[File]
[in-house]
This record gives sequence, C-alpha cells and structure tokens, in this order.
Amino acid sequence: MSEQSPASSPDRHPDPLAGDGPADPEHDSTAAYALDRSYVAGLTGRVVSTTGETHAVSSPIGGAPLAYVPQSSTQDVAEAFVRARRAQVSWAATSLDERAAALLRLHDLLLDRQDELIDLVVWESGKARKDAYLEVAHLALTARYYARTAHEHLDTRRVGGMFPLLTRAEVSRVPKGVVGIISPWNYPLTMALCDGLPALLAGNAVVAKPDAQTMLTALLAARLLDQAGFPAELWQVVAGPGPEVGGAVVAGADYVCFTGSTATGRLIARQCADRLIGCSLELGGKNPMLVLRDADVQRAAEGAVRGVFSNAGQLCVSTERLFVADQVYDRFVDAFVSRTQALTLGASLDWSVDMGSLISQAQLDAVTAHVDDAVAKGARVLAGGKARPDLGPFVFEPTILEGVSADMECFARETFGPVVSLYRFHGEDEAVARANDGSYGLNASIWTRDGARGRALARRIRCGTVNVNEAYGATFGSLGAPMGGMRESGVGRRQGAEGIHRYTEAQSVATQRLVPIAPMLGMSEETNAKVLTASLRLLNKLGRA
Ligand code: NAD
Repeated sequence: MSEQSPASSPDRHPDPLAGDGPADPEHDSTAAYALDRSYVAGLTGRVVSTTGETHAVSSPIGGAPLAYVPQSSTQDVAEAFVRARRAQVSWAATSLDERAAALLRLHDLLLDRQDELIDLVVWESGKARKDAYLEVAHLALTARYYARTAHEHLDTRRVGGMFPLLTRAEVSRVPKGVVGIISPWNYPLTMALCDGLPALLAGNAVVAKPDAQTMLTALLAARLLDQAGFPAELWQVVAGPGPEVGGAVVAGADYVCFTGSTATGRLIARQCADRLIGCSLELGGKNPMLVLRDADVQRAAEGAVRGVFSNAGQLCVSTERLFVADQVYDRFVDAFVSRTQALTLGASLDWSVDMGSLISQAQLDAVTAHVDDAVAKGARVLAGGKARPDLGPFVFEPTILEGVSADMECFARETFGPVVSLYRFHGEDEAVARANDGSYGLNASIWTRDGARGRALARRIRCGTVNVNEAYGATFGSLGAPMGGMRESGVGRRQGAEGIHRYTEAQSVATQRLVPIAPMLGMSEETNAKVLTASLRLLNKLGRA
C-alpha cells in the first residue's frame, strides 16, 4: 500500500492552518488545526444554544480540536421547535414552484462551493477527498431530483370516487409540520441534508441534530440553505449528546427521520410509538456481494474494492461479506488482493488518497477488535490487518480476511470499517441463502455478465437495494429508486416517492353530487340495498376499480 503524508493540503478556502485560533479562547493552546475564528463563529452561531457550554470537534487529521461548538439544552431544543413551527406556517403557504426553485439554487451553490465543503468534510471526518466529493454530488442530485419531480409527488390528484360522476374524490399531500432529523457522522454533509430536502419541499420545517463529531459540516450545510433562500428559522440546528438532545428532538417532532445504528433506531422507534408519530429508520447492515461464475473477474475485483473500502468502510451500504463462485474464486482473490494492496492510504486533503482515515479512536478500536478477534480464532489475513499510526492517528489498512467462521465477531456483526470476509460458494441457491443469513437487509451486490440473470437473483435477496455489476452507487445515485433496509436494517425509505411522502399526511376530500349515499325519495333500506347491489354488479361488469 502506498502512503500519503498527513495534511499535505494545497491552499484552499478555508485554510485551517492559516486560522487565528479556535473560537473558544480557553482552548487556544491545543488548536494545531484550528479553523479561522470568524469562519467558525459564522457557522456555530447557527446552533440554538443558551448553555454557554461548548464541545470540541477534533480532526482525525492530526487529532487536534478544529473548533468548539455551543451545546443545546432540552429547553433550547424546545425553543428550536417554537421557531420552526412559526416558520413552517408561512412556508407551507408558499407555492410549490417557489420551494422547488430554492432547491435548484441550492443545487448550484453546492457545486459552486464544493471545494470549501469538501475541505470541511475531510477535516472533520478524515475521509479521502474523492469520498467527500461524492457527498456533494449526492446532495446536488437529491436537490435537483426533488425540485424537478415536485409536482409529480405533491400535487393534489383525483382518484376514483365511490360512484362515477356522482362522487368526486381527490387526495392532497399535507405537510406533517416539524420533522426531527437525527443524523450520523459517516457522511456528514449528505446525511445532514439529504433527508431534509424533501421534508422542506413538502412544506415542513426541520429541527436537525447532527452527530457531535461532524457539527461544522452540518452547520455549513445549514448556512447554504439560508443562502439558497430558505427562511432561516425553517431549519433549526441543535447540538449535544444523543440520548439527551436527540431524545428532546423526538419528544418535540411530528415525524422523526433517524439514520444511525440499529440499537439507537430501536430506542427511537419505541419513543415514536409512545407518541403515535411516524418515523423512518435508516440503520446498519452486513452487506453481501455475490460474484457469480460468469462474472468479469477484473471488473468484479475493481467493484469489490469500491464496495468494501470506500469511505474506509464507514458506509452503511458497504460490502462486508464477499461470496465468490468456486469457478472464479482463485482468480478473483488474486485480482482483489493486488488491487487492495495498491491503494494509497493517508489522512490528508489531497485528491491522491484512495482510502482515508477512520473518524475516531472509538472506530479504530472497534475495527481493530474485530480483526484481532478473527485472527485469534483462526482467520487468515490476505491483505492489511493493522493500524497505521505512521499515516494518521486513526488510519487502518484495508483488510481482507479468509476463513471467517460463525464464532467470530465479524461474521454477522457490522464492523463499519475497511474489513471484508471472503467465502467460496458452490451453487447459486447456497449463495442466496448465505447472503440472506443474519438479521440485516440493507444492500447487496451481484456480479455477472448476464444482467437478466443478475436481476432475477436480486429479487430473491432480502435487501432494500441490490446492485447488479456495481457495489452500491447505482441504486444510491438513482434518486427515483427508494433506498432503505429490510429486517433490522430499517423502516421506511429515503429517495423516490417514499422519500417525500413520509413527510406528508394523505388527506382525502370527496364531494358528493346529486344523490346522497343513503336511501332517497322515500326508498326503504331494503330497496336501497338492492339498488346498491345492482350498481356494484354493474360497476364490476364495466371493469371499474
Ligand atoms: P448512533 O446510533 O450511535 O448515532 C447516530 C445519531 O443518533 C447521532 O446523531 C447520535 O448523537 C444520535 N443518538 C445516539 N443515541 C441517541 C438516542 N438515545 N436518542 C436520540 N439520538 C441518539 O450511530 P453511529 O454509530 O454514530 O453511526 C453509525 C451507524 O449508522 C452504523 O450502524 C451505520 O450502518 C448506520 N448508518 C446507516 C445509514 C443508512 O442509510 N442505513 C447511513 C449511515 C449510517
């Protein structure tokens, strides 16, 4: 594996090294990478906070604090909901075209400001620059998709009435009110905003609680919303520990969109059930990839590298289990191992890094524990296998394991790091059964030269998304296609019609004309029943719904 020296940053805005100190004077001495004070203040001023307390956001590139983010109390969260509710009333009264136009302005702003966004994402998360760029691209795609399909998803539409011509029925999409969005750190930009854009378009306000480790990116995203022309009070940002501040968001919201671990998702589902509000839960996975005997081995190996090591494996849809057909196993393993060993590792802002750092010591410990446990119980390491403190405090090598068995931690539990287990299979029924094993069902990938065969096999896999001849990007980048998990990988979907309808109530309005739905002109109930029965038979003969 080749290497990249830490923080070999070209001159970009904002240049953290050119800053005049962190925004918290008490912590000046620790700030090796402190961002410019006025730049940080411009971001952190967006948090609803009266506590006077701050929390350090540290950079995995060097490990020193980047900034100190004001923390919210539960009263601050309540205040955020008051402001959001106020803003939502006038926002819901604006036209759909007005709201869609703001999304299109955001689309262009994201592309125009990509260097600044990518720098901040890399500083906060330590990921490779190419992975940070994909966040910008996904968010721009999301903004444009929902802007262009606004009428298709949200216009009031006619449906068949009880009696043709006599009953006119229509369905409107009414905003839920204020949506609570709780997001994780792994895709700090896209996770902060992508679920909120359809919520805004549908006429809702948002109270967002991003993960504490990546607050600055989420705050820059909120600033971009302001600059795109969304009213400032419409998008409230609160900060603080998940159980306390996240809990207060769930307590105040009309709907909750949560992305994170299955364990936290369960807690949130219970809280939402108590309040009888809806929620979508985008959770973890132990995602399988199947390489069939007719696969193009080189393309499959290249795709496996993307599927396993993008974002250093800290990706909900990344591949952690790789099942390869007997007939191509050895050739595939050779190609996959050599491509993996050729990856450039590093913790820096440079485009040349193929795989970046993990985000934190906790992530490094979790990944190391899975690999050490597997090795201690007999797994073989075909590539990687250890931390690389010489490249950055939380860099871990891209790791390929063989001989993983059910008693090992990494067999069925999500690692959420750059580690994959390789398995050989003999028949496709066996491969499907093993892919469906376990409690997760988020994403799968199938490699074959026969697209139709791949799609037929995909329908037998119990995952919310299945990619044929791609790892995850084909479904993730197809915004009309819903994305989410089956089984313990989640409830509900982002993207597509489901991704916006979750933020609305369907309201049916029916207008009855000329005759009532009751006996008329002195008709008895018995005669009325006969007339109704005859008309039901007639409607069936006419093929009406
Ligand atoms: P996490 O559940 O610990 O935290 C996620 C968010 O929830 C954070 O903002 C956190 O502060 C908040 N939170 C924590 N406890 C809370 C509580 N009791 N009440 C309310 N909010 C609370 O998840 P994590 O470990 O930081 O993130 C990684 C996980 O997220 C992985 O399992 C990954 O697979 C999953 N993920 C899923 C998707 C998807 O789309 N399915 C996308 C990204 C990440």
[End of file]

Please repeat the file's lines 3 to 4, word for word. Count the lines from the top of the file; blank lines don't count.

Amino acid sequence: MSEQSPASSPDRHPDPLAGDGPADPEHDSTAAYALDRSYVAGLTGRVVSTTGETHAVSSPIGGAPLAYVPQSSTQDVAEAFVRARRAQVSWAATSLDERAAALLRLHDLLLDRQDELIDLVVWESGKARKDAYLEVAHLALTARYYARTAHEHLDTRRVGGMFPLLTRAEVSRVPKGVVGIISPWNYPLTMALCDGLPALLAGNAVVAKPDAQTMLTALLAARLLDQAGFPAELWQVVAGPGPEVGGAVVAGADYVCFTGSTATGRLIARQCADRLIGCSLELGGKNPMLVLRDADVQRAAEGAVRGVFSNAGQLCVSTERLFVADQVYDRFVDAFVSRTQALTLGASLDWSVDMGSLISQAQLDAVTAHVDDAVAKGARVLAGGKARPDLGPFVFEPTILEGVSADMECFARETFGPVVSLYRFHGEDEAVARANDGSYGLNASIWTRDGARGRALARRIRCGTVNVNEAYGATFGSLGAPMGGMRESGVGRRQGAEGIHRYTEAQSVATQRLVPIAPMLGMSEETNAKVLTASLRLLNKLGRA
Ligand code: NAD